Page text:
I got a nose job nearly 10 years ago, on the brink of turning 17. I had spent the years between puberty and that point hating the bump people swore was unnoticeable and the way my nose widened (comically so, in my mind) across my face when I smiled. This was around the time when Facebook was just becoming a big thing and I spent my weekends constantly signing in to check if I'd been tagged in any photos and then frantically removing them if I had.
I remember one particularly pathetic incident, in which I broke down in hysterics at a party after a friend refused to delete a group picture I hated from her camera, and how upset I was for days after. Looking back now at photos of myself, I can see how exaggeratedly warped my view was, not only about my nose but all the other hormonal teenage girl stuff—I wasn't fat, my eyebrows definitely never needed to be tweezed that thin, my parents weren't the most horrible parents in the universe. Still, at the time, it was all I saw when I looked in the mirror.
According to my mom, the I-hate-my-nose thing had been at a fever pitch for two years when, after seeing Ashlee Simpson's transformation, I started seriously asking for plastic surgery. Dr. Raj Kanodia, who was then on Dr. 90210 (which I watched religiously, could you have guessed?), was rumored to have done Simpson's and my plea was convincing enough that my mom let me book a consultation with him.
That's not to say she was sold: Aside from the obvious—I imagine letting your child go under the knife to fix her appearance is a scary thing—her biggest fear was that I'd be even more unhappy after. "I thought you looked beautiful and distinctive," she said when I told her I was writing this. "Your nose was big, but it had a nice shape. I actually think you were more striking before—now you're prettier, but less dramatic-looking." But during the consultation, Kanodia, who's known for his artful, subtle approach (no cutesy, ski-jump noses ever emerge from his office) and is one of few surgeons who specializes in "closed rhinoplasty" (meaning everything is done internally through the nostrils, so there's no scarring), won us both over by promising to make only the most minimal changes for major improvement.
We scheduled the surgery for a couple months later, over winter break. In the meantime, I talked about it non-stop to anyone who would listen; I'm pretty sure my entire all-girls high school knew I 'd be coming back in the new year with a new nose. Though I turned down the proposal from Kanodia to be featured on an episode of his show without hesitation, it didn't even occur to me to keep the decision private in my personal life—I've always been an open book and figured it was better to just come out with it rather than let people speculate. Plus—and perhaps it's an L.A.-specific mentality—I didn't see what the big deal was: If something really, truly bothers you and there's a fix, why not take it?The morning of my surgery was like Christmas: I remember feeling excited and totally at ease as I was wheeled into the operating room, which is something I'm fairly certain I'll never say about a procedure ever again. A few hours later, I was awake, bandaged up and being wheeled back out to the car. Clearly loopy, my mom tells me I spent the whole drive talking about how great I felt, how I couldn't believe it was so quick and easy and why didn't we go grab lunch or go to the mall?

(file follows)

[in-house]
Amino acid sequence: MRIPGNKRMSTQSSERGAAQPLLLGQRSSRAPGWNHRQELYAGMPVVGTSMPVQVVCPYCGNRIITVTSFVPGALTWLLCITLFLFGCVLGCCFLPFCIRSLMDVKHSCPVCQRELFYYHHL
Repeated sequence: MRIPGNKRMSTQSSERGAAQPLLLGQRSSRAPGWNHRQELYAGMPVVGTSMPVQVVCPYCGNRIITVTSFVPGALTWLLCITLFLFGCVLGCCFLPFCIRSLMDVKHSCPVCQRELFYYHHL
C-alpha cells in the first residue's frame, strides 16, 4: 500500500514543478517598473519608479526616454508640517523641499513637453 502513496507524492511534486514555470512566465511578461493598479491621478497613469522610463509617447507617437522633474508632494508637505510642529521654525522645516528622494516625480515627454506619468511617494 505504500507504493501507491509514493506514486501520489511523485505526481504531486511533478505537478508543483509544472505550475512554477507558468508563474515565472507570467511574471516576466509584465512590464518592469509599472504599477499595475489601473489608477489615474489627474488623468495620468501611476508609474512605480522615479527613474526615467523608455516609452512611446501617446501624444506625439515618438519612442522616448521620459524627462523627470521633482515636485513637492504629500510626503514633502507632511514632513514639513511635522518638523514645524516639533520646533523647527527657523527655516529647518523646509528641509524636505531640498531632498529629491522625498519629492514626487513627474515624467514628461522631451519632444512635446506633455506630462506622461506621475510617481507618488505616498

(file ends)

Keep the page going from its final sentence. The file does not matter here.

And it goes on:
Reality hit when I woke up the next day. The worst thing about the recovery was the congestion; there wasn't any sharp pain, just a constant swollen, heavy-headed feeling from not being able to breathe through my gauze-packed nose. The second worst thing was seeing myself in the mirror. My face was bloated, my skin had an all-over yellowish tinge and I looked like I'd been punched in both eyes. It was jarring every time because, for the most part, I felt like I just had a really bad sinus infection.
After a week, I went in for my follow-up appointment, during which Dr. Kanodia removed the cast from the bridge of my nose and the gauze from my nostrils. [A quick note: People tell you about the bruises, the swelling, the mouth-breathing, but no one mentions the gauze removal. I'm telling you now: Far and away, this is the weirdest, grossest and most uncomfortable thing about the whole process.] I reclined back and he used forceps to slowly pull what seemed like yards of gauze out of my nose—it felt like my brain was unraveling is the best way to describe it. But then it was over and all of a sudden, I could breathe, at least somewhat normally, again.
sLooking in the mirror after the cast came off was surprisingly anticlimactic. I loved how straight the bridge was, but the swelling and bruising made it hard to see any other differences for a few weeks. Once everything settled, I could see that my new nose opened up my eyes and made my face look thinner and more defined. There were days I complained about the results being too subtle and my nose still being big, but I know it's a good thing that no one has ever suspected I had surgery, and a tiny nose wouldn't work with all my other strong features.
I hardly ever think about my nose now, unless someone brings up the subject or confesses to hating their own, in which case I take a fully pro-rhinoplasty stand. It's not a light decision, but it's also not such a huge one, either, and the relief that comes when you stop spending every day fixated on one feature is well worth it.
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